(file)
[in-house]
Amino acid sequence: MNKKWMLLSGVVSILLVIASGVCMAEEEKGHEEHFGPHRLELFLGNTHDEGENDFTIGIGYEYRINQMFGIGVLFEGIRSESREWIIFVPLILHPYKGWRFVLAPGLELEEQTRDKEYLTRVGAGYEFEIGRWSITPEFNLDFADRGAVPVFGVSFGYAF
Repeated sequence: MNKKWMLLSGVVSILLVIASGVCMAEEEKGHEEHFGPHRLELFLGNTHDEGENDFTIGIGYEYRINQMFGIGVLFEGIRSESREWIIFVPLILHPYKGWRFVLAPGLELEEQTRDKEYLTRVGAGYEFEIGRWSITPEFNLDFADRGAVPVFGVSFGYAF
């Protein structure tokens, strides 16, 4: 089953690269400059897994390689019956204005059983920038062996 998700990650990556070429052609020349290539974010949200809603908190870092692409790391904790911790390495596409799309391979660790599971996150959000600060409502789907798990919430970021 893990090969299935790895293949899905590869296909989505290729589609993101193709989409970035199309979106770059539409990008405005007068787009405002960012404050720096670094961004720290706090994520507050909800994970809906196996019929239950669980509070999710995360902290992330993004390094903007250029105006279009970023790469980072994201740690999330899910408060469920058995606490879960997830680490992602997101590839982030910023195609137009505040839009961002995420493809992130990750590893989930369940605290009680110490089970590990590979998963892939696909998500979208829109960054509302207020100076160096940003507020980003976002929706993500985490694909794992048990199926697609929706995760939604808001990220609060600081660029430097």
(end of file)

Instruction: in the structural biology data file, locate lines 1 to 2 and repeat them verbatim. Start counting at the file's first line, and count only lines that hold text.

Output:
[in-house]
Amino acid sequence: MNKKWMLLSGVVSILLVIASGVCMAEEEKGHEEHFGPHRLELFLGNTHDEGENDFTIGIGYEYRINQMFGIGVLFEGIRSESREWIIFVPLILHPYKGWRFVLAPGLELEEQTRDKEYLTRVGAGYEFEIGRWSITPEFNLDFADRGAVPVFGVSFGYAF